Three Lessons Lakers Can Learn From This Year’s NBA Finals

Three Lessons Lakers Can Learn From This Year’s NBA Finals

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The NBA season will conclude Sunday with either the Golden State Warriors or the Cleveland Cavaliers emerging as this year’s champion. This is exactly the scenario everyone expected last October when the season began. For fans of the Los Angeles Lakers, it seems like an eternity since their season ended over two months ago.

Most Lakers fans are interested in the playoffs but frankly are more focused on this week’s NBA Draft and the free agency period which starts in two weeks. Still, there are lessons to be learned from the Finals which may impact what the Lakers do personnel-wise over the next month.

Harrison Barnes
Russ Isabella-USA TODAY Sports

1. Be Wary of Harrison Barnes

There have been rumors all year that the Lakers will try to sign restricted free agent Harrison Barnes. It makes sense since he is a small forward on a team with no starter at that position. Barnes has a reputation for hitting outside shots and playing defense, which are two things the Lakers need to improve on. Other positives include the fact that he just turned 24 which means he can grow with the team’s young core.

But there are cogent reasons to be wary of Barnes in free agency. First, he has been inconsistent and never more so than during this Finals matchup with the Cavaliers.

In games three and four, he made 12 of 22 shots helping the Warriors jump out to a 3-1 lead. However, in games five and six, he also shot 22 times but made a dreadful two baskets. In his last game, he had a mere two rebounds and no assists. With the defense focused on Steph Curry and Klay Thompson, Barnes is missing wide open shots.

This is fairly typical of Barnes’ career, and after plenty of playing time over four full seasons, is it realistic to expect he will get much better? Barnes is a good acquisition at the right price, but he is not worth the substantial offer it will likely take to get him to say yes and steal him from the Warriors, especially if the Lakers draft Brandon Ingram who plays the same position and has higher upside potential.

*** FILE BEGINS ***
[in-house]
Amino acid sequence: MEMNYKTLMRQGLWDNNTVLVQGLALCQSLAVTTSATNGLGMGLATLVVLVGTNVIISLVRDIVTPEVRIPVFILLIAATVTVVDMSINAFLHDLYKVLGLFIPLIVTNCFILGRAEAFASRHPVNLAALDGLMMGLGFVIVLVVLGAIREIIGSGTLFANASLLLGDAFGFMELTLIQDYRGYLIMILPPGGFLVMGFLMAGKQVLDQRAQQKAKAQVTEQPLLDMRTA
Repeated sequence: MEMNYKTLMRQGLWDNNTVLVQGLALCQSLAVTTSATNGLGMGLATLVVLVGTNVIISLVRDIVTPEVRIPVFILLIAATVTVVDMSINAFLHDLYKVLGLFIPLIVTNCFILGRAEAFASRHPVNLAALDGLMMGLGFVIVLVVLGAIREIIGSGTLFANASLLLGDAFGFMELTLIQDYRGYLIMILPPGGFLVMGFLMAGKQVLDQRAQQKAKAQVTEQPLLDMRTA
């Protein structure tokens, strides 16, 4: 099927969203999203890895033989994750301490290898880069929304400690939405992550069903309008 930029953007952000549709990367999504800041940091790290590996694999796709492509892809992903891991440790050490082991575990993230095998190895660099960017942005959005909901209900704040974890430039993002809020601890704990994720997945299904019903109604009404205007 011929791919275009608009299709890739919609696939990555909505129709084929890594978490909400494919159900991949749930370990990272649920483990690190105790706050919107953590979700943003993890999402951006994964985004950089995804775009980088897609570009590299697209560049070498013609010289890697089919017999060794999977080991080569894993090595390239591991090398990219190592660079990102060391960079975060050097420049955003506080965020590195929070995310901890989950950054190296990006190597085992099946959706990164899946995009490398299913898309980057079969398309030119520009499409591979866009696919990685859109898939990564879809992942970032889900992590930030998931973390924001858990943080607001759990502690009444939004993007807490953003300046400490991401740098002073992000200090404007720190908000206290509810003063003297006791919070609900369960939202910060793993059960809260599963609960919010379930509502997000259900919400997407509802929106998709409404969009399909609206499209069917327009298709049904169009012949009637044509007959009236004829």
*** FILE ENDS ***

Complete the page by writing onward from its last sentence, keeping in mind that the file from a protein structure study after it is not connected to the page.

Festus Ezeli
Kyle Terada-USA TODAY Sports

2. Be Wary of Festus Ezeli

Someone has to play center for the Lakers next season, and at this point; it is anyone’s guess who that might be. The team is expected to make a strong pitch to sign either Hassan Whiteside or Al Horford, but there will be plenty of competition for both players. While there is always a chance, it is entirely possible, and indeed likely, that the Lakers will lose that sweepstakes to teams which are more playoff-ready.

Another center who is often mentioned as a possibility for the Lakers is Festus Ezeli; another Warriors’ restricted free agent. Ezeli has been in the league since 2012 and has never been a starter. This year, he averaged a mere 16.7 minutes per game during the regular season, which means he played sparingly. His average has dipped to 8.7 minutes per game in the playoffs, which means the Warriors do not consider Ezeli an integral part of the team at this moment.

Ezeli is an imposing 6’11,” 265 pounds. His supporters feel he has the potential to be a solid defender and rebounder. Indeed, in limited action this year, he averaged 5.6 rebounds and offensively made 54.6% of the limited shots he took. Yet Ezeli will turn 27 at the start of next season and has been injury prone. There is no empirical evidence to suggest he is worth a max contract or anything close to it. If that is what it takes to pry him away from Golden State, it is better that the Lakers pass.

Mark D. Smith-USA TODAY Sports
Mark D. Smith-USA TODAY Sports

3. Lakers Will Eventually Have to Land Superstars

The Lakers have aspirations of returning to championship contention sooner rather than later. If they continue on the path they’ve started, building from the draft, it may be their best long-term option, but they will not be a contender anytime soon. In most instances, even with very good players, it takes them at least four or five seasons to begin to be ready to lead a team deep into the playoffs.

As this season demonstrates again, a team needs multiple superstars like LeBron James, Kyrie Irving, and the Splash Brothers to compete for a title. Will D’Angelo Russell, Julius Randle, Jordan Clarkson, and/or Brandon Ingram (the Lakers’ presumptive draft choice) ever become the equal of the players mentioned above? At best that is a 50/50 proposition, and we won’t know for a few years.

To become a title contender again, at some point the Lakers will have to trade for a star player or acquire one (or more) in free agency. It may occur this year, or it may have to wait. They will try for free agent Kevin Durant next month, but that is unlikely to work. They could explore trading for Paul George or Jimmy Butler, but that would probably require gutting the rest of the roster which is too steep a price.

This year, the Finals feature two players (Barnes and Ezeli) linked to the Lakers in free agency. The Lakers have a lot of money they must spend under league rules, but paying top dollar to these players would be a mistake. The front office must be patient and not overpay for marginal talent. Furthermore, it is clear that to become a real contender the Lakers will eventually have to acquire a superstar or two in free agency or by trade. It may happen this summer, or it might take another year or two for the right superstar to come along. Until then, hopefully fans will see steady improvement which will make it easier to attract the great players who are willing to move to a new team.